In Brazil, empirical investigations are a recent development in a field of research typically devoted to developing legal theory. “Initiatives such as ours reinforce the need for the legal field to engage in scientific research more,” says Rodello. “The methodology we used can be applied in any area or topic of law.” The same process-mining techniques can be used, for example, to identify stages of proceedings where cases typically stall—the equivalent of bottlenecks in production engineering—and that information can be used to develop future solutions.
Well before the National Justice Council issued the call for proposals, in 2017, the research team in Ribeirão Preto had extensively analyzed and processed publicly available data about state courts in São Paulo. As required by the call for proposals, they included the states of Ceará, Piauí, Rio de Janeiro, and Paraná in their data sample. One of the problems they encountered was dealing with statistical obstacles preventing comparisons across data from the five states. In Ceará, for example, publicly available data was limited to information on court-approved settlements. In Paraná the situation was even worse—no case information is publicly available, with the result that only the qualitative stage of the study could be conducted.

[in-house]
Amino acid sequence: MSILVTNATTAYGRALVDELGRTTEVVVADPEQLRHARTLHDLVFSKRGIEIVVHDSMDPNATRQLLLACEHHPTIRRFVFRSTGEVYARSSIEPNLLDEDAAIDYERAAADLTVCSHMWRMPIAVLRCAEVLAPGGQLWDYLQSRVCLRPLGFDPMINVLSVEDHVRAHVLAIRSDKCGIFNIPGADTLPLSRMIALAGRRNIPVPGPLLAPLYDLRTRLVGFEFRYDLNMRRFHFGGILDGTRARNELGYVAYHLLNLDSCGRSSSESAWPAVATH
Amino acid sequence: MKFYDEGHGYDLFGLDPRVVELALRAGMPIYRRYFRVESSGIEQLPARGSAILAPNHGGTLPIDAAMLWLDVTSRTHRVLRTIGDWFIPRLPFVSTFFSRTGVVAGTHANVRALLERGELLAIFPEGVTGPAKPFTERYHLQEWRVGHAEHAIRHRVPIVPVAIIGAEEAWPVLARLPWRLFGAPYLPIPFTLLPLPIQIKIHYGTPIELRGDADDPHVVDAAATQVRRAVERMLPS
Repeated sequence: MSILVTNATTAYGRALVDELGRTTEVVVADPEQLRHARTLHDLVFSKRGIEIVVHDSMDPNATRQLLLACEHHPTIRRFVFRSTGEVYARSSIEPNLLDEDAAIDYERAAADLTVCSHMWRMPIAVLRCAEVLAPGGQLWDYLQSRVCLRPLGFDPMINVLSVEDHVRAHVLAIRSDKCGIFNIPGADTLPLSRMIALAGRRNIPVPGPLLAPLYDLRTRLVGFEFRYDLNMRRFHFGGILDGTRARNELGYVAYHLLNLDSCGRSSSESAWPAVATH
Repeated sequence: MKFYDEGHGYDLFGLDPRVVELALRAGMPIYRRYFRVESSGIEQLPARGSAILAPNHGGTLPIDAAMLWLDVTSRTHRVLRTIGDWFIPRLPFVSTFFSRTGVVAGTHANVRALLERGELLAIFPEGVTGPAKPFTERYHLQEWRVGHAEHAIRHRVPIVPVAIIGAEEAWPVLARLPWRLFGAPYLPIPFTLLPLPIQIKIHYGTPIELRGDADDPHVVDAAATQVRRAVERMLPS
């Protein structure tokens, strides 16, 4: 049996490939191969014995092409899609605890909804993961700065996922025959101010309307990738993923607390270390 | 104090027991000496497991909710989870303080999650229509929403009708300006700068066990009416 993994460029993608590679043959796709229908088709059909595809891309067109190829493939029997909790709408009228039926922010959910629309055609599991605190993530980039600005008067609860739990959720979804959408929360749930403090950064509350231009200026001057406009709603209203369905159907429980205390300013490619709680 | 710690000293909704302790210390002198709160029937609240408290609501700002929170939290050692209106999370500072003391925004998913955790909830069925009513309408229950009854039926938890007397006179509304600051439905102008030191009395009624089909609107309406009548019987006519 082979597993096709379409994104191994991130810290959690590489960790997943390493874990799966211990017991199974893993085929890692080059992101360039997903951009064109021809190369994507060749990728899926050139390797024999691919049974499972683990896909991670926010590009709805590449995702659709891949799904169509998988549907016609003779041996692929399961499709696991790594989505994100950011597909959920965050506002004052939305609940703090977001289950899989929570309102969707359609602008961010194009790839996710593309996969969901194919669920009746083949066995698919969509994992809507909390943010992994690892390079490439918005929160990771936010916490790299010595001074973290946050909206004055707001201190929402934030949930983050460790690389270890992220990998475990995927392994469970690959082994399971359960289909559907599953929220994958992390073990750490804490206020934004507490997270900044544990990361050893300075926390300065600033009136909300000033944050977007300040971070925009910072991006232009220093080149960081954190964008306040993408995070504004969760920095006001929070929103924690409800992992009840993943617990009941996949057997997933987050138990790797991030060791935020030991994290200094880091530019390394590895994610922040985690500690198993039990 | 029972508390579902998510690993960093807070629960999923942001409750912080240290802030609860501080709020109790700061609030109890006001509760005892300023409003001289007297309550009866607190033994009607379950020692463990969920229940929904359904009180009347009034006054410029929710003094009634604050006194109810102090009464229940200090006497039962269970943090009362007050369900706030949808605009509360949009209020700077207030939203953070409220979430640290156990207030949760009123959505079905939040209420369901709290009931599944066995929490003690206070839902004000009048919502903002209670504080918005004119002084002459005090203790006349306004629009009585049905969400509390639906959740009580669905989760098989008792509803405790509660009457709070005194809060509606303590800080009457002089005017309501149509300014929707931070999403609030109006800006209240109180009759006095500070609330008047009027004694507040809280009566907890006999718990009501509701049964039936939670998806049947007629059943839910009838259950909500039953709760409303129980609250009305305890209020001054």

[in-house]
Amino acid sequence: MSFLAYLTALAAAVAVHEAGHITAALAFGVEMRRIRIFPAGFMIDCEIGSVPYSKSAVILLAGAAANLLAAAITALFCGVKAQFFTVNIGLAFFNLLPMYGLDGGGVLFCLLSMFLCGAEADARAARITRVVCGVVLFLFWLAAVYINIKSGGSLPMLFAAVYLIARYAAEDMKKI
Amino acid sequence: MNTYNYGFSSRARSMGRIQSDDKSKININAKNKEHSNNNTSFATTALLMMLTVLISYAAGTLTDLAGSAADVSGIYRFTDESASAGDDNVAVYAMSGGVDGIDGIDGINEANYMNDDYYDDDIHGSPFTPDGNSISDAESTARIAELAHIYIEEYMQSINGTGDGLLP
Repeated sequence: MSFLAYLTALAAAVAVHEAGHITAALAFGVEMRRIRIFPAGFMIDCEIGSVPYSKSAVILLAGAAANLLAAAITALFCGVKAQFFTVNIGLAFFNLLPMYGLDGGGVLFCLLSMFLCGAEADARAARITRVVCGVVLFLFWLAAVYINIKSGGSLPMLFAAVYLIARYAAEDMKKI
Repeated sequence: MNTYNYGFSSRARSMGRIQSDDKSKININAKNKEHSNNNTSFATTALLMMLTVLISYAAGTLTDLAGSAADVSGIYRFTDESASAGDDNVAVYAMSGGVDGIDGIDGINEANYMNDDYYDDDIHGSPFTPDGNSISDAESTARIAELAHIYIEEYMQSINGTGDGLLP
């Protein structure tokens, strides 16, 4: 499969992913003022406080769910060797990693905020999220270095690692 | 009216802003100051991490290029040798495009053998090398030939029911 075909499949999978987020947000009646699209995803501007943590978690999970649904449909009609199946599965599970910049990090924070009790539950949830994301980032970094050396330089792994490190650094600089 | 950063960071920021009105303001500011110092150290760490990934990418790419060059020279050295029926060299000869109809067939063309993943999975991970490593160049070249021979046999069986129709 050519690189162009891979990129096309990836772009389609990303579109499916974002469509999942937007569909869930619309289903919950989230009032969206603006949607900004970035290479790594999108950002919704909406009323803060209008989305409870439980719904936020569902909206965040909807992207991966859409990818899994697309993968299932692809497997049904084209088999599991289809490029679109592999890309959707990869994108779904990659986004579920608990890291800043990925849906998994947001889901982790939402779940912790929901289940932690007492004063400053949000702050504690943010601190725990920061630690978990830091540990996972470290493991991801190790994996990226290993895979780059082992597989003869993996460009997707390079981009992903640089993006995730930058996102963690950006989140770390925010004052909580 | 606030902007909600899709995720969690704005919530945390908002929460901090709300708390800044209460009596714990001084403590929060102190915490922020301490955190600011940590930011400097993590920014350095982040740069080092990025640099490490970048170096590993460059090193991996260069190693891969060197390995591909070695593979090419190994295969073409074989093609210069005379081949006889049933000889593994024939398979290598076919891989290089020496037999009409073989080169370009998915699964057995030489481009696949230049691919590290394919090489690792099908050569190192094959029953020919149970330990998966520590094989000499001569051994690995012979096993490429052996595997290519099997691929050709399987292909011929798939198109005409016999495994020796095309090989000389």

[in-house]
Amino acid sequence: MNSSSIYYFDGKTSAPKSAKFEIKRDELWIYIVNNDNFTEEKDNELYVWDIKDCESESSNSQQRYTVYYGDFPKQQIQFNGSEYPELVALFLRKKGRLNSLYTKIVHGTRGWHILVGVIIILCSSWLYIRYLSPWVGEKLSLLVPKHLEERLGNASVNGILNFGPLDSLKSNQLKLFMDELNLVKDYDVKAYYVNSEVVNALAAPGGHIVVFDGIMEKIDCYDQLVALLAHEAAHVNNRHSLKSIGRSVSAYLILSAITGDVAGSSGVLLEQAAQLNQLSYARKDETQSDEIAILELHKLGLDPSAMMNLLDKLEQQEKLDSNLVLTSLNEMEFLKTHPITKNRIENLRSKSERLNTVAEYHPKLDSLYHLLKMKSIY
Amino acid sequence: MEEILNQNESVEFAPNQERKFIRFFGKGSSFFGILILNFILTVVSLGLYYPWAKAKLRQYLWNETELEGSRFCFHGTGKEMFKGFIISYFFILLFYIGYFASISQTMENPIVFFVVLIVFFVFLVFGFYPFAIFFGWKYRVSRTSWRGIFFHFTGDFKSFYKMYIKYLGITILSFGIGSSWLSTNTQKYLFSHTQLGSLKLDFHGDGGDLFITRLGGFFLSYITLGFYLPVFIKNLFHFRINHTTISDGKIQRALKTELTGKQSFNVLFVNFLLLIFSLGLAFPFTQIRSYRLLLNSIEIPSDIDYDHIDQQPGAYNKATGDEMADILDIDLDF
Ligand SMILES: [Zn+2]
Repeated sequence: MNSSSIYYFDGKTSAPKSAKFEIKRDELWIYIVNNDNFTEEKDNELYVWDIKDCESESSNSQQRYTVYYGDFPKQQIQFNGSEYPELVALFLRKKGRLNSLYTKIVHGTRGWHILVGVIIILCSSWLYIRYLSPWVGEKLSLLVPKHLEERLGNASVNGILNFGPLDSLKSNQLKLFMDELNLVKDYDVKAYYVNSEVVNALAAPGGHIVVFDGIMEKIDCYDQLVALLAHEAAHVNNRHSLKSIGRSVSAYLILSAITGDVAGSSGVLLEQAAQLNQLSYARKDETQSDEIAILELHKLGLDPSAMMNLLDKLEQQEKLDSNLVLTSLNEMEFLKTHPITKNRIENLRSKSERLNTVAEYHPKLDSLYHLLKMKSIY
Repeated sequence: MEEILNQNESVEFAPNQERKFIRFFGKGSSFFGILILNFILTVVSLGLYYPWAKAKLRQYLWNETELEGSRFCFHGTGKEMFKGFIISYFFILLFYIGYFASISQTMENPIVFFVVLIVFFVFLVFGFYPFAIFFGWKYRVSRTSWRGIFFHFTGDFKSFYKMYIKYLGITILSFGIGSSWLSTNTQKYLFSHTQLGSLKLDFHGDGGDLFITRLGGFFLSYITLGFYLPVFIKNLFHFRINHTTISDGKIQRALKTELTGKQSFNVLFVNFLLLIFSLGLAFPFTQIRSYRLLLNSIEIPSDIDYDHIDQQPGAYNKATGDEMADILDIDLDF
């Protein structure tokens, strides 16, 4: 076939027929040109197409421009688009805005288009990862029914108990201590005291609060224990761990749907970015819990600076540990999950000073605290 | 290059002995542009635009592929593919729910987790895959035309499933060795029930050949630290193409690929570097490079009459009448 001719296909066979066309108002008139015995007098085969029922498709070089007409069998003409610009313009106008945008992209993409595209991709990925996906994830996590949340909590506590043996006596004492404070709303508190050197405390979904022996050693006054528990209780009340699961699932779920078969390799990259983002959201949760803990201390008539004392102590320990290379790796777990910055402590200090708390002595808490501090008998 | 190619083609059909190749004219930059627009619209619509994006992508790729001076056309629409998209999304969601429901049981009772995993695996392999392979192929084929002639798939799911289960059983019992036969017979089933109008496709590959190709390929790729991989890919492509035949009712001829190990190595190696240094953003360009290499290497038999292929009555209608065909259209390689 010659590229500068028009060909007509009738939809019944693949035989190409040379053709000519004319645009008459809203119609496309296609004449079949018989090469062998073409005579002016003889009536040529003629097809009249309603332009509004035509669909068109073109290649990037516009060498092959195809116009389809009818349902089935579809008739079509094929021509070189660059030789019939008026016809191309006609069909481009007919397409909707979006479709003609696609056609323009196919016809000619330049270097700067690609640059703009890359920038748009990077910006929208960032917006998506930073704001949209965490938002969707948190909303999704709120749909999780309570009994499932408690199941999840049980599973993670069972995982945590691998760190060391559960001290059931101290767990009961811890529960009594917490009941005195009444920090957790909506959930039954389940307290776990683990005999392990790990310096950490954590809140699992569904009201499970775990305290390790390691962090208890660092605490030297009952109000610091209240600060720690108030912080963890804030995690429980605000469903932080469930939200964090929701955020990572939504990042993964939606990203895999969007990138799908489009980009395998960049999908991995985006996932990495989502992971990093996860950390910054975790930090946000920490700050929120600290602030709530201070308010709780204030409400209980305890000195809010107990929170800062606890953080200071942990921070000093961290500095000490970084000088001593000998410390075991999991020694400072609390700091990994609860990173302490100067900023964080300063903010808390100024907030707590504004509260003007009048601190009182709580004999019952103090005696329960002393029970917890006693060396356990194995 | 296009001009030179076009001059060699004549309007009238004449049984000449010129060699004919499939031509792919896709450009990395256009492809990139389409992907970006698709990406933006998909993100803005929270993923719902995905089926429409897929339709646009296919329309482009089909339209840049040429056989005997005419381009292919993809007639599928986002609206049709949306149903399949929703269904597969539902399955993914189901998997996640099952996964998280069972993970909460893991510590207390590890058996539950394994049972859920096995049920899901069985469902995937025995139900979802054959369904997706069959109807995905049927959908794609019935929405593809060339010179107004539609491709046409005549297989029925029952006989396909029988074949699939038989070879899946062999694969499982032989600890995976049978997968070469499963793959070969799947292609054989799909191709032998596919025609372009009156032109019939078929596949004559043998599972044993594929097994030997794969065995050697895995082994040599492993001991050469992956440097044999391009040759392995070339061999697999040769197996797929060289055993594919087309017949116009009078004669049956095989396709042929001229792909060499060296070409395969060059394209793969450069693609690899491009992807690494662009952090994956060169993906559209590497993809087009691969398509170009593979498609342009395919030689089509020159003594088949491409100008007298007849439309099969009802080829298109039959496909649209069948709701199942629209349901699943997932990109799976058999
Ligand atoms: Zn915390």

One of the biggest challenges in process mining is weeding out information from official documents, the primary sources of data, that is irrelevant in structuring comparable data. “Case records are often not standardized as required by the CNJ,” says Ribeiro. This led the authors to suggest not only the need to expand access to ADR, as expressed in the conclusions of the report, but also the importance of standardizing records in the judicial system. Despite these difficulties, the available database provides a wealth of material for further analysis, such as a currently ongoing deep-dive into study results by municipality.